Superior Court of Pennsylvania.November 19, 1928.
December 13, 1928.
Execution — Fieri facias — Personal property — Cattle — Conditional sale — Execution by lien creditor — Act of May 12, 1925, P.L. 623.
Cattle on a farm are subject to levy by a lien creditor, notwithstanding the fact that they were sold by the debtor under a bill of sale, without transfer of possession, to a bank which in turn resold them to the debtor under a conditional sales contract filed in accordance with the provisions of the Act of May 12, 1925, P.L. 603.
The cattle never having been actually delivered, the bank never obtained possession thereof and was in no position to assert a good title as against an execution creditor.
Personal property, if susceptible to actual delivery, must be so delivered and the change of possession must be both actual and continued. The sale of the cattle to the bank was not effective as against the execution creditor because of the failure to deliver possession of the property to the vendor.
Submitted November 19, 1928.
Appeal No. 292, October T., 1928, by defendant from judgment of C.P., Bradford County, February T., 1926, No. 30, in the case of The First National Bank of Towanda v. Philena A. Parks, Executrix of M.W. Parks, Deceased.
Before HENDERSON, TREXLER, KELLER, LINN, GAWTHROP and CUNNINGHAM, JJ. Affirmed.
Rule for sheriff’s interpleader. Before CULVER, P.J.
The facts are stated in the opinion of the Superior Court.
The court discharged the rule for interpleader. Defendant appealed.
Error assigned was the judgment of the court.
J. Roy Lilley, and with him Wm. P. Wilson, for appellant. — Under the Uniform Conditional Sales Act the Farmers’ National Bank acquired a good title to the cattle as against execution creditors. Ridgway D. E. Co. v. Werder, 287 Pa. 359; Isman v. Hanscom, 217 Pa. 133; Forrest v. Nelson, 108 Pa. 481; Ott v. Sweatman, 166 Pa. 217; Brunswick and Balke Co. v. Hoover, 95 Pa. 508; Bullock E.M.C. Co. v. Traction Co., 231 Pa. 129.
W.E. Lane, and with him Rodney A. Mercur, for appellee.
OPINION BY HENDERSON, J., December 13, 1928:
The plaintiff being a creditor of M.W. Parks, caused a judgment to be entered on which a writ of fieri facias was issued and a levy made by the sheriff on some cattle kept on a farm owned by the defendant who had been owner both of the farm and the cattle for a considerable period. After the levy, Farmers’ National Bank of Rome, the appellant, gave notice to the sheriff that it was the owner of the cattle, whereupon the sheriff presented the petition in this case, praying for an interpleader to determine the title to the property seized. Title to the property claim set up by the Rome Bank arose out of the following facts:
Parks wished to borrow money from the Bank, and on the 13th of September, 1926, he delivered to the Bank a bill of sale, for the cattle referred to, to secure the Bank against loss on the loan. The same day the Bank executed a conditional sales contract for the cattle levied on as the property of Parks. This contract was filed in the prothonotary’s office in Bradford County in compliance with the provisions of the Act of May 12, 1925, P.L. 603. The cattle remained in the possession of Parks under this arrangement, and were neither constructively nor actually in the possession of the Rome Bank; the sheriff desiring to relieve himself from the responsibility with respect to the title of the property asked for the interpleader. A rule was granted on this petition which was afterward discharged, the court holding that the transaction between Parks and the appellant was not valid with respect to execution creditors, the property levied on never having been out of the possession of the debtor.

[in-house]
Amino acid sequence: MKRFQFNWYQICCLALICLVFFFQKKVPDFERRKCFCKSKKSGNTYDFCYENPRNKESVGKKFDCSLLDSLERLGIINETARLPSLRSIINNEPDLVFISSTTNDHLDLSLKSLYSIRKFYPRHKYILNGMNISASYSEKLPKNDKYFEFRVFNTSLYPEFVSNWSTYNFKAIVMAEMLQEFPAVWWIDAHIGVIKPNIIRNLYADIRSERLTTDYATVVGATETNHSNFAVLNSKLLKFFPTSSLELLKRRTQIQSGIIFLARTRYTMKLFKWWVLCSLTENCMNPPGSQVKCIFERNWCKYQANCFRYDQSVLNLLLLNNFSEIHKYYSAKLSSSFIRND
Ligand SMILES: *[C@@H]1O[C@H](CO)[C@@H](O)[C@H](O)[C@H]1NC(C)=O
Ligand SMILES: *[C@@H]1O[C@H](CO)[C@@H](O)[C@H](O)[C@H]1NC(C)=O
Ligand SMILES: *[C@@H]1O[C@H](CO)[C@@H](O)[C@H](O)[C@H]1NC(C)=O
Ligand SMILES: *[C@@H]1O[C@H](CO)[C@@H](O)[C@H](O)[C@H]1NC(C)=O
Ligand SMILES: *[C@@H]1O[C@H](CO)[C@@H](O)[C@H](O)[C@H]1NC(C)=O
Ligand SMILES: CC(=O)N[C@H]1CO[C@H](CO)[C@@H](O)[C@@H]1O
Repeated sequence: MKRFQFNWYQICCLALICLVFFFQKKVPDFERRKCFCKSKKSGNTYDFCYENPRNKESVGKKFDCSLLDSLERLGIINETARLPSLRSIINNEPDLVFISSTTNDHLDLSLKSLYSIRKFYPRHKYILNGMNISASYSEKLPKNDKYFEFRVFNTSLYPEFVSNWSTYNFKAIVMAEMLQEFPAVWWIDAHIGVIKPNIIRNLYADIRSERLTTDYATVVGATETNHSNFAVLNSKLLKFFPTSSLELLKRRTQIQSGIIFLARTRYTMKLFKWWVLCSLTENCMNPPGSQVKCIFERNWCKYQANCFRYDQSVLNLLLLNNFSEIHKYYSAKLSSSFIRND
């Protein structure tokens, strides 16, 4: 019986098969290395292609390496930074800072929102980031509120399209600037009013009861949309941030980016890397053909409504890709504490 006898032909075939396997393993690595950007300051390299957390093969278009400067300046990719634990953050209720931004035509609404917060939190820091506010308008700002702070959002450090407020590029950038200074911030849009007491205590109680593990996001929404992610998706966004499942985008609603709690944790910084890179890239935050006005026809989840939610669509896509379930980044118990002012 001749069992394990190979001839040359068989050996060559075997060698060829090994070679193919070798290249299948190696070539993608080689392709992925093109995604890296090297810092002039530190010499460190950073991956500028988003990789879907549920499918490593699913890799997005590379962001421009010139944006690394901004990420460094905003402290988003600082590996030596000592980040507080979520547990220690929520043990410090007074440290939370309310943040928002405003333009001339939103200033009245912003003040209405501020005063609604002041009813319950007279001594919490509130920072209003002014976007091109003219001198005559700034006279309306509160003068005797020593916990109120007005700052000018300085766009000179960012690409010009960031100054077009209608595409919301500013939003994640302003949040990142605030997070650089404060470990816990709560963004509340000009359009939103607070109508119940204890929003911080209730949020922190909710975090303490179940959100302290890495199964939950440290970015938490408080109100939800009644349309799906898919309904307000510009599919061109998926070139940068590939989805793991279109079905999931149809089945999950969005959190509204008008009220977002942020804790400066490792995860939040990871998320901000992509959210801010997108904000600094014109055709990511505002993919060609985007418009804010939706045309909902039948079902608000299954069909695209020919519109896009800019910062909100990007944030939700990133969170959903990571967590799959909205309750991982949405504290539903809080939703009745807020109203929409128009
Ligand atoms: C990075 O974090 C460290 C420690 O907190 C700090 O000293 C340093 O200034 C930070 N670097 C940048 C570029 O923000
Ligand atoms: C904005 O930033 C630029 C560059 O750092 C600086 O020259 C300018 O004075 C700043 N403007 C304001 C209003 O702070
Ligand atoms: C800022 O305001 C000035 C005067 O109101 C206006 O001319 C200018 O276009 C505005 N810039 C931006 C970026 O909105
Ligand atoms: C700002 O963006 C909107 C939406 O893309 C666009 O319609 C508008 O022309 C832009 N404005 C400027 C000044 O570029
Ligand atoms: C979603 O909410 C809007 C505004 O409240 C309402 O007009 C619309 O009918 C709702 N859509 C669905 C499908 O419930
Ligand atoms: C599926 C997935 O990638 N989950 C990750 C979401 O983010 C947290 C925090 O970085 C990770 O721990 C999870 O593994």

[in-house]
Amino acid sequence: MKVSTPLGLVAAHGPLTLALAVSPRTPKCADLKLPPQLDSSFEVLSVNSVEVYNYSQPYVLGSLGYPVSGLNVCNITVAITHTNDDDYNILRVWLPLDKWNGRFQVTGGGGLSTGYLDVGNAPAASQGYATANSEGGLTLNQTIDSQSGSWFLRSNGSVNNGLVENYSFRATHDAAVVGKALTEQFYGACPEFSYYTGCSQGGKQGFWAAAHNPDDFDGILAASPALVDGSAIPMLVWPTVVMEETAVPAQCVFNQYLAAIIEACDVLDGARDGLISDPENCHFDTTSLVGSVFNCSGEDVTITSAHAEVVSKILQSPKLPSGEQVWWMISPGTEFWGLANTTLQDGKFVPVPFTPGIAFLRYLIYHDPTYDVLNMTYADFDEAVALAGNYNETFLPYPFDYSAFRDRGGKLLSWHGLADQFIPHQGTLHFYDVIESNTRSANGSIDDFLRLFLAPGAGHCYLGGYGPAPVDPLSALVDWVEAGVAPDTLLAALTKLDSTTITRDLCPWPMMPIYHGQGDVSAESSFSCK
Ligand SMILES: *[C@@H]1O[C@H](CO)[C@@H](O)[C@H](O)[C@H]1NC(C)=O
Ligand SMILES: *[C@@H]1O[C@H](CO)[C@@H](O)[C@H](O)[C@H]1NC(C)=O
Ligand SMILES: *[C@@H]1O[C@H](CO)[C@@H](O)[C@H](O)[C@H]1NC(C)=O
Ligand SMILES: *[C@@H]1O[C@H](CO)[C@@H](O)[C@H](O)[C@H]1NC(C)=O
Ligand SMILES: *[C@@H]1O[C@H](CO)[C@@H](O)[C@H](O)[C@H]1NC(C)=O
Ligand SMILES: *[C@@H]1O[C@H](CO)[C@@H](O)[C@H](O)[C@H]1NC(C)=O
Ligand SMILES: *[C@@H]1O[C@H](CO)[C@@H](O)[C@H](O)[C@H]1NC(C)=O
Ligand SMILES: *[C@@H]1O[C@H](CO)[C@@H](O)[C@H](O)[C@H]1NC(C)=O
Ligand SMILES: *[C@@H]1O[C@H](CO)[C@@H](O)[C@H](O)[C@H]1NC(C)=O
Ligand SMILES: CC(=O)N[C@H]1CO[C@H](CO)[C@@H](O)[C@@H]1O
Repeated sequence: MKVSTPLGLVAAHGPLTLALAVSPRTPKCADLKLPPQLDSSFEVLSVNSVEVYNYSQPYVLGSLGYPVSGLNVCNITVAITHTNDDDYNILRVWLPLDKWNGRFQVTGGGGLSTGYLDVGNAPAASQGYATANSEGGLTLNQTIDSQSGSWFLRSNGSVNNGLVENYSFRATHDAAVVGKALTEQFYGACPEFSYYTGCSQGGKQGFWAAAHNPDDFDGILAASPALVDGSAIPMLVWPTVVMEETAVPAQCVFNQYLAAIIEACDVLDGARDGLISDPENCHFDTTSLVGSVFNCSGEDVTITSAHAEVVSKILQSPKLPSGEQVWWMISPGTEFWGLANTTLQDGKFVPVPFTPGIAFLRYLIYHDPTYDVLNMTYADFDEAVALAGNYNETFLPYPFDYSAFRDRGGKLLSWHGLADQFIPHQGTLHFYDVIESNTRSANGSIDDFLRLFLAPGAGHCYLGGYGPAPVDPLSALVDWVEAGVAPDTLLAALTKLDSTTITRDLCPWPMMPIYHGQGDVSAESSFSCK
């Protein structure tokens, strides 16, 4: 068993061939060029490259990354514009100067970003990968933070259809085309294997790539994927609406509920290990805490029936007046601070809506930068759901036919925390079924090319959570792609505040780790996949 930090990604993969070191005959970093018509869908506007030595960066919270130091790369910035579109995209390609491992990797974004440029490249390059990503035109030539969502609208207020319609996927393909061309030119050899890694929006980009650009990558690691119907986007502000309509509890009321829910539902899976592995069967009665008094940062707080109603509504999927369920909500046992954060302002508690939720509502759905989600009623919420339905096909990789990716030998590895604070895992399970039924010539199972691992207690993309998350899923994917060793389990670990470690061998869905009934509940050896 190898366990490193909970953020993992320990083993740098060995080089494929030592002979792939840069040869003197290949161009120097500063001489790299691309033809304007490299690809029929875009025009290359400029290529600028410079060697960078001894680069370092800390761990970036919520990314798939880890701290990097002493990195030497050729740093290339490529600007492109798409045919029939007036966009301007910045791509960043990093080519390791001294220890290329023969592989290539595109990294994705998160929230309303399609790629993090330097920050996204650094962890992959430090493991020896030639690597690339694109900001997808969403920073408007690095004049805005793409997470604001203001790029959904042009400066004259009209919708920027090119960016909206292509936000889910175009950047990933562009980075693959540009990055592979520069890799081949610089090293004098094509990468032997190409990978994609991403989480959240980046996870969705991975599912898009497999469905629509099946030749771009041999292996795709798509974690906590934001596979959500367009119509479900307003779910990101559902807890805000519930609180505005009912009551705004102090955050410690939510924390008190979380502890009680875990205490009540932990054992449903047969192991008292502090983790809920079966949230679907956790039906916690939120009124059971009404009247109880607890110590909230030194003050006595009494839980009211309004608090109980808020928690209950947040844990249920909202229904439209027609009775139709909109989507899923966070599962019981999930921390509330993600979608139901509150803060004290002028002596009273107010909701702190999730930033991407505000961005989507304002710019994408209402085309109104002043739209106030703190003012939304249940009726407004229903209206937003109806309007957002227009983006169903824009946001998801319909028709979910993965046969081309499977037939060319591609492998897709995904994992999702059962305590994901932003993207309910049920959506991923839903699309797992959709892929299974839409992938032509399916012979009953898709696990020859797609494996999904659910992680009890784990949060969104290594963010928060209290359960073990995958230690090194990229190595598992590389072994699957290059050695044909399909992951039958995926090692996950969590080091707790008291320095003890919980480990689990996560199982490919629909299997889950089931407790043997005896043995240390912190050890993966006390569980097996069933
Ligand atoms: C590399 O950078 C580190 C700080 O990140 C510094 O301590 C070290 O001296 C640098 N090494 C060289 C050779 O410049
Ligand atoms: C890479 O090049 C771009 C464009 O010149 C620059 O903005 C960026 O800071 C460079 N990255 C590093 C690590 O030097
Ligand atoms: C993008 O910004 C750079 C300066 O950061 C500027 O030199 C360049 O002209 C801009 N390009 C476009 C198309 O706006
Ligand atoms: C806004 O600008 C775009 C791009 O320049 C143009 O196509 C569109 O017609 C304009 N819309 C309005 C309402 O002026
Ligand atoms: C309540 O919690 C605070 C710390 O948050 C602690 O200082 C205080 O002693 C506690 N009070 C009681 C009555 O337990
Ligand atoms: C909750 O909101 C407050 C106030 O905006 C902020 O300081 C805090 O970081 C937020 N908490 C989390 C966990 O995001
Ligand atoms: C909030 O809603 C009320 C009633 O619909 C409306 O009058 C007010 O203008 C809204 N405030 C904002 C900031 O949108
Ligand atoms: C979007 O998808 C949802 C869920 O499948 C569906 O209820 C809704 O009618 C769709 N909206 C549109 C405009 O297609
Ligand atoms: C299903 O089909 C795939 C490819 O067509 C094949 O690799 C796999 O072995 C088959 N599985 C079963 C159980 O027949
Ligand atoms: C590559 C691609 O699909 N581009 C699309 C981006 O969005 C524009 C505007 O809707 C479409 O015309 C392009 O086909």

Counsel for the appellant seeks to give effect to that part of the Act of 1925 which authorizes the owner of property to deliver possession of it on a contract of sale on condition that the title remain in the vendor until the indebtedness shall have been paid. We are of the opinion however that that statute has no bearing on the facts here presented. The Rome Bank never having obtained possession of the property pledged was not in a position to contend that it had a good title as against an execution creditor. It is not material therefore to consider what the rights of the appellant were as against Parks or, now that he is dead, against his estate. The court below very properly based the decision on the principle of law supported by numerous cases. It is too late now to overthrow the well established doctrine that personal property assigned if susceptible to actual delivery must be so delivered. The change of possession must be both actual and continued. The sale of the cattle to
the Rome National Bank was not effective as against the execution creditor because of the failure of the vendor to deliver possession of the property to the vendee.
The order of the court must therefore be affirmed.